Monday, December 20, 2010

Forcing One School of Thought All The Way

Asri: Shi’a arrests proof of Talibanisation

KUALA LUMPUR, Dec 18 — The arrest of Shi’a Muslims by religious authorities in Gombak earlier this week is proof Malaysia is heading towards “an era of Talibanisation”, says a former Perlis mufti.

“Malaysia is trying to become a country a la Taliban that only allows one school of thought,” Dr Mohd Asri Zainul Abidin said in a press statement today.

“Even though I personally don’t agree with Shi’a teachings and even frequently criticise and debate with them, I cannot accept the approach of the allegedly democratic Malaysian government in denying the people’s right to practice their faith, so long as it does not endanger public safety.”

The Islamic scholar criticised the government for allowing a trend of “non-openness”, saying that if the trend continues, there will be greater tension in the country that may lead to violence.

“[Violence] usually explodes in countries where the right to speak is constantly denied. Perhaps the government has its own agenda in this matter?” he said.

Discourse must always come before use of force when it comes to the people’s rights in today’s globalised world, Asri (picture) stressed.

“Arguments are countered by arguments, not by power,” he said.

Some 200 local and foreign followers of the Hauzah Ar Ridha Alaihissalam group were arrested at a shophouse in Taman Sri Gombak, Batu Caves on Wednesday by authorities concerned that their activities constituted a security threat.

The group, led by two men including an Iranian national, had been operating in the four-storey shophouse for up to two years.

Followers included locals, Indonesians, Myanmars, a Pakistani, an Iranian, some of whom were lecturers and students in institutions of higher learning, lawyers and civil servants. Several children were also found at the location.

Those arrested were brought before the Gombak Barat Lower Syariah Court by the Selangor Islamic Religious Department (Jais) last night and subsequently freed on bail.

Hauzah Ar Ridha Alaihissalam reportedly permits the killing of Muslims who follow other schools of thought, whom it considers kafir (unbelievers).

It has also been accused of propagating the practice of drawing blood through self-flagellation with chains every 10 Muharram as a way to cleanse sins.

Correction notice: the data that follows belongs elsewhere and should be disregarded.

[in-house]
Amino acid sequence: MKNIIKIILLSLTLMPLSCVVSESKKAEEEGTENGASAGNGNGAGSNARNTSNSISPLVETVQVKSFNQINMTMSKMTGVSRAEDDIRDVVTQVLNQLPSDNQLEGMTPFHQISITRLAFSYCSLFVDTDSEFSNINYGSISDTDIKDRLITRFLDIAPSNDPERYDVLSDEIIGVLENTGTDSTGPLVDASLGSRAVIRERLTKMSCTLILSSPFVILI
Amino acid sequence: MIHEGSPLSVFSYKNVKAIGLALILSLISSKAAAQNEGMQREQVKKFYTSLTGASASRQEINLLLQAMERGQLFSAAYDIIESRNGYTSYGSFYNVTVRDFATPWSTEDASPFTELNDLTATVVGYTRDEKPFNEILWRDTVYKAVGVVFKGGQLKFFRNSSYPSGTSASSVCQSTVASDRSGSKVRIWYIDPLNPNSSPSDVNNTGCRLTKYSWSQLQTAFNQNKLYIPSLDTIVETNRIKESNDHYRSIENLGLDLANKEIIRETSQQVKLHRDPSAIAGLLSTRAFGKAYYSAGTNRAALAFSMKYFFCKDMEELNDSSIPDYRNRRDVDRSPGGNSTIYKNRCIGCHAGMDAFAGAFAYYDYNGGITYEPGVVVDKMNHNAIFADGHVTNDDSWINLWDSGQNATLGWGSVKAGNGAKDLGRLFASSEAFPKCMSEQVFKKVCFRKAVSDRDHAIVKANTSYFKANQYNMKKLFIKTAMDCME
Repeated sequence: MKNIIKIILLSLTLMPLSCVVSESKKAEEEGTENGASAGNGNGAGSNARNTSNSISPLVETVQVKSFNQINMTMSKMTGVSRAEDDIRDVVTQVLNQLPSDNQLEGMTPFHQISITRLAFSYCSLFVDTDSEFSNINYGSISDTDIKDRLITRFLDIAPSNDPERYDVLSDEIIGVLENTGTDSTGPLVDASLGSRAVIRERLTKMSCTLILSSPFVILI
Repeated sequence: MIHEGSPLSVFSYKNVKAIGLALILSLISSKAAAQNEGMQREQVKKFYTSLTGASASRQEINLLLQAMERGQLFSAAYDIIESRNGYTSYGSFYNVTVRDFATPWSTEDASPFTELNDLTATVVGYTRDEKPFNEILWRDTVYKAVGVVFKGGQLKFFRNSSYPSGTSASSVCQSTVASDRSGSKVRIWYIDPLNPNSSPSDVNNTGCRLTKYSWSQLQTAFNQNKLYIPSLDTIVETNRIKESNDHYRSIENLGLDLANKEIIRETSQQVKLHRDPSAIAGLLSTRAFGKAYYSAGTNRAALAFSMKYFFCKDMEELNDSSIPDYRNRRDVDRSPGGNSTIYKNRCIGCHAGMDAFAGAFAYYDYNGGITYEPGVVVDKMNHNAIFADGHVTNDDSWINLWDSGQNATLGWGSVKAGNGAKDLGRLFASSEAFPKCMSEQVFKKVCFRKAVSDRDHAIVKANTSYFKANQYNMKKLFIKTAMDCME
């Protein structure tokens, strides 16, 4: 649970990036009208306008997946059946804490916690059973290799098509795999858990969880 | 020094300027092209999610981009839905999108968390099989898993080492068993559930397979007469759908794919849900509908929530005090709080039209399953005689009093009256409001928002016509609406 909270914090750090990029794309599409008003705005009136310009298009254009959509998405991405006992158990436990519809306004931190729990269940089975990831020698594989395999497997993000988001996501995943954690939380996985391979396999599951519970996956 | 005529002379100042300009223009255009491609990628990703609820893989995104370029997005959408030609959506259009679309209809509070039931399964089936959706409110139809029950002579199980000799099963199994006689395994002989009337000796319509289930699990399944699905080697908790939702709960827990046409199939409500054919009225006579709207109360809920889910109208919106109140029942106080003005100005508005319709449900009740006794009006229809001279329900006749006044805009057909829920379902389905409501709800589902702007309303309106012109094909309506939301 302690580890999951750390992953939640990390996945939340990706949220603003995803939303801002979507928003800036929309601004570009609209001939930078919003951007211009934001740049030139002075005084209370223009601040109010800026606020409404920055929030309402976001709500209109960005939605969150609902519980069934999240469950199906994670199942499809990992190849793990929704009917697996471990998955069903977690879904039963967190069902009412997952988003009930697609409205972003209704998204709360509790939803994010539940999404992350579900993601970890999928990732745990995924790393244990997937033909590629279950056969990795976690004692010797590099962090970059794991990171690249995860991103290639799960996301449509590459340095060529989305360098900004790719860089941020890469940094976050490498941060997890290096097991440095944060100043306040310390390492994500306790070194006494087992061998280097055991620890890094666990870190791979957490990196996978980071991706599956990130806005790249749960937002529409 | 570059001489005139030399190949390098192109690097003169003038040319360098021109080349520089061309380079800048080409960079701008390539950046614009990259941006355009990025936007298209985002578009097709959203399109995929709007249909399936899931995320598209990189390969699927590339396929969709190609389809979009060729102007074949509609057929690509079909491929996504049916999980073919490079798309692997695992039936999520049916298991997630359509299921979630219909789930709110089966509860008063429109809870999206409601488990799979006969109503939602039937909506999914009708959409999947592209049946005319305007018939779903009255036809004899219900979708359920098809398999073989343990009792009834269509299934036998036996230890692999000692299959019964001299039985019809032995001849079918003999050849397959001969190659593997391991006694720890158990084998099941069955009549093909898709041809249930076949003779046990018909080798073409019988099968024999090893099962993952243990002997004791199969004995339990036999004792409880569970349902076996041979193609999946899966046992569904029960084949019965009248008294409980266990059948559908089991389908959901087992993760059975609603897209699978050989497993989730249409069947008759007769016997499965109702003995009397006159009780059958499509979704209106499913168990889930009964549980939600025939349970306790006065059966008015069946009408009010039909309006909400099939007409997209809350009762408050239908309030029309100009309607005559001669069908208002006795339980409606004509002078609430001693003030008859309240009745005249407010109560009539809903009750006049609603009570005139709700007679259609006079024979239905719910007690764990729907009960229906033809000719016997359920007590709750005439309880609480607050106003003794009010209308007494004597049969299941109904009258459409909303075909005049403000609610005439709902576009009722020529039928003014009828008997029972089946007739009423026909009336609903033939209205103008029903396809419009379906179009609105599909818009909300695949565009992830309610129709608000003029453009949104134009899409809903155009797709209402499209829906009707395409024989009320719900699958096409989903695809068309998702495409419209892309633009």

The arrests were the largest recorded in Selangor involving allegedly deviant Islamic teachings.

The current Perlis Mufti, Dr Juanda Jaya, had also criticised religious authorities of acting like Talibans in the debate on religious pluralism.

Malaysia has been seeing a higher frequency of debate on interfaith ties this year following a High Court ruling last December 31 that said a Catholic weekly has the constitutional right to describe their God as Allah.

A protest by Muslims led to a wave of attacks on religious houses of worship, particularly churches in January. Several people have been convicted for the attacks.

The government won an appeal to stay the High Court order on using the word Allah and has set up an interfaith panel to resolve issues. - The Malaysian Insider


I happen to saw one diagram which shows that no matter what school of thought you are in practicing one religion, eventually, all would point to one core dot of all religions: God himself. This means, that in actual truth, and as what the Federal Constitution says from the very beginning that a person can practice any religious faith of their choice, and no forcing. However, when it comes to the Islamic issue of conversion or attempting to practice other faith, e.g the Lina Joy case, we would meet with brickbat responses saying this religion is excluded from the provisions of the Constitution and all other excuses that may or may not make sense at all.

As to make a case in point to Dr. Asri's critique, the non-Muslims in particular are getting worried over Muslim authorities coming in over the child conversion cases, cases where dead bodies are taken away from the morgue claiming that the dead person is a Muslim and so forth. These two problems right now are also illustrating what the man said of forcing through one school of thought by saying that the other one is outright wrong without elaborating further what are the facts that support their argument of why that school of thought was inappropriate.

The point we're talking about is on "school of thought". Religion is not only the one subject that has many school of thoughts. Philosophy, economics, and even information technology has vast school of thoughts. Basically, the core point to be drilled down here is that you cannot force one school of thought into everyone.  For instance, in the form of art, you don't need to do art that just would gain recognition and pleasing everyone, but in fact you can do art that shows what you wish to convey to the masses even if they want to criticize you over it.

There is always this fear of accepting and using new ideas, for doing so could mean being ostracized. Which explained why dissent in Malaysia could not be tolerated well. Having opinion of their own poses problem to the ruling elite because that could mean the end of them. But in problem-solving, there is more than one approach to solve, and of course using this force one way in, is somewhat bullshit, don't you think?

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